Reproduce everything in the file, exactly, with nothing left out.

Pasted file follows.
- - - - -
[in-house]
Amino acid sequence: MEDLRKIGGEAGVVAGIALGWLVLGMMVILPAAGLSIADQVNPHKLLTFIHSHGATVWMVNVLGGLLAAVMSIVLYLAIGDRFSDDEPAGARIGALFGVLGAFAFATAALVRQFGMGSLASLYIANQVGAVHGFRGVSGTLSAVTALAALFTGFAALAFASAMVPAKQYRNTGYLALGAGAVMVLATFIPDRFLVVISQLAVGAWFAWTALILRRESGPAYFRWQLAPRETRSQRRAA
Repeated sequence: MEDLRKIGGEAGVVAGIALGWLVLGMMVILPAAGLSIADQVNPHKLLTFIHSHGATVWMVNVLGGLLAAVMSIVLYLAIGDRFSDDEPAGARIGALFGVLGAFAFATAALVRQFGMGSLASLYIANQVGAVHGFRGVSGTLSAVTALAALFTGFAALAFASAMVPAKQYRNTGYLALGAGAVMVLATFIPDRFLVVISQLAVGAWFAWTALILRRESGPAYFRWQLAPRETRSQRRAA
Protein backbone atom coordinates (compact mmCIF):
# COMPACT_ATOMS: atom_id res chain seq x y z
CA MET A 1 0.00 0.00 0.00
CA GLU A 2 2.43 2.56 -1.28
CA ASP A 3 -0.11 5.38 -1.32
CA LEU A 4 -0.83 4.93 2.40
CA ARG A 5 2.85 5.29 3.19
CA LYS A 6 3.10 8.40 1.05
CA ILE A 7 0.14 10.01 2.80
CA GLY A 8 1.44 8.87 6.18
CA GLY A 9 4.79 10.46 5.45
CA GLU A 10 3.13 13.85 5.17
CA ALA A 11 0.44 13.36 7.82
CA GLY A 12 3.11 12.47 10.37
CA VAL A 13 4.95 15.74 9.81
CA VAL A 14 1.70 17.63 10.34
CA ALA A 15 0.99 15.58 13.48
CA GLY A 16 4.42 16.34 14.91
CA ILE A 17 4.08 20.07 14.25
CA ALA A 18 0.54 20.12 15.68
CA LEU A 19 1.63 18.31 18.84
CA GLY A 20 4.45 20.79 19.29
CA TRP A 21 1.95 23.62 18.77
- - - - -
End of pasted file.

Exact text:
[in-house]
Amino acid sequence: MEDLRKIGGEAGVVAGIALGWLVLGMMVILPAAGLSIADQVNPHKLLTFIHSHGATVWMVNVLGGLLAAVMSIVLYLAIGDRFSDDEPAGARIGALFGVLGAFAFATAALVRQFGMGSLASLYIANQVGAVHGFRGVSGTLSAVTALAALFTGFAALAFASAMVPAKQYRNTGYLALGAGAVMVLATFIPDRFLVVISQLAVGAWFAWTALILRRESGPAYFRWQLAPRETRSQRRAA
Repeated sequence: MEDLRKIGGEAGVVAGIALGWLVLGMMVILPAAGLSIADQVNPHKLLTFIHSHGATVWMVNVLGGLLAAVMSIVLYLAIGDRFSDDEPAGARIGALFGVLGAFAFATAALVRQFGMGSLASLYIANQVGAVHGFRGVSGTLSAVTALAALFTGFAALAFASAMVPAKQYRNTGYLALGAGAVMVLATFIPDRFLVVISQLAVGAWFAWTALILRRESGPAYFRWQLAPRETRSQRRAA
Protein backbone atom coordinates (compact mmCIF):
# COMPACT_ATOMS: atom_id res chain seq x y z
CA MET A 1 0.00 0.00 0.00
CA GLU A 2 2.43 2.56 -1.28
CA ASP A 3 -0.11 5.38 -1.32
CA LEU A 4 -0.83 4.93 2.40
CA ARG A 5 2.85 5.29 3.19
CA LYS A 6 3.10 8.40 1.05
CA ILE A 7 0.14 10.01 2.80
CA GLY A 8 1.44 8.87 6.18
CA GLY A 9 4.79 10.46 5.45
CA GLU A 10 3.13 13.85 5.17
CA ALA A 11 0.44 13.36 7.82
CA GLY A 12 3.11 12.47 10.37
CA VAL A 13 4.95 15.74 9.81
CA VAL A 14 1.70 17.63 10.34
CA ALA A 15 0.99 15.58 13.48
CA GLY A 16 4.42 16.34 14.91
CA ILE A 17 4.08 20.07 14.25
CA ALA A 18 0.54 20.12 15.68
CA LEU A 19 1.63 18.31 18.84
CA GLY A 20 4.45 20.79 19.29
CA TRP A 21 1.95 23.62 18.77